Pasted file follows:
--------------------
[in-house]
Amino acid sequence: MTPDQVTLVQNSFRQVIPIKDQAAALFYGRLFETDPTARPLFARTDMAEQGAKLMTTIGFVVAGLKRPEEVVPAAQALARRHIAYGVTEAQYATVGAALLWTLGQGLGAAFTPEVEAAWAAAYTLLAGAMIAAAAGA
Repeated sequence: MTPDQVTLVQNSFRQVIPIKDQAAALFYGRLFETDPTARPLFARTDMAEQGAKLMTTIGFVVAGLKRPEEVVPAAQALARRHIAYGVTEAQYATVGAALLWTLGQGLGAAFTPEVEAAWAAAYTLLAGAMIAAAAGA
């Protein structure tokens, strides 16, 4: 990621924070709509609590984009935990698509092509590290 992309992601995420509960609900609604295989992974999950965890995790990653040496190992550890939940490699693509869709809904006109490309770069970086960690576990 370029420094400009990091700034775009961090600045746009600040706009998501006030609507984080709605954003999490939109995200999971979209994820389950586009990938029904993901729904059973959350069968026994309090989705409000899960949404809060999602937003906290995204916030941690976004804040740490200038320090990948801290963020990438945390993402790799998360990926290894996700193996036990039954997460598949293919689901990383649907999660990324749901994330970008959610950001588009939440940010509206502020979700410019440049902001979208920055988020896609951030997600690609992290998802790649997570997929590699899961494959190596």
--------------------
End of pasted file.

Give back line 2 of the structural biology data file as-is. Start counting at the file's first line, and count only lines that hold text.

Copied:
Amino acid sequence: MTPDQVTLVQNSFRQVIPIKDQAAALFYGRLFETDPTARPLFARTDMAEQGAKLMTTIGFVVAGLKRPEEVVPAAQALARRHIAYGVTEAQYATVGAALLWTLGQGLGAAFTPEVEAAWAAAYTLLAGAMIAAAAGA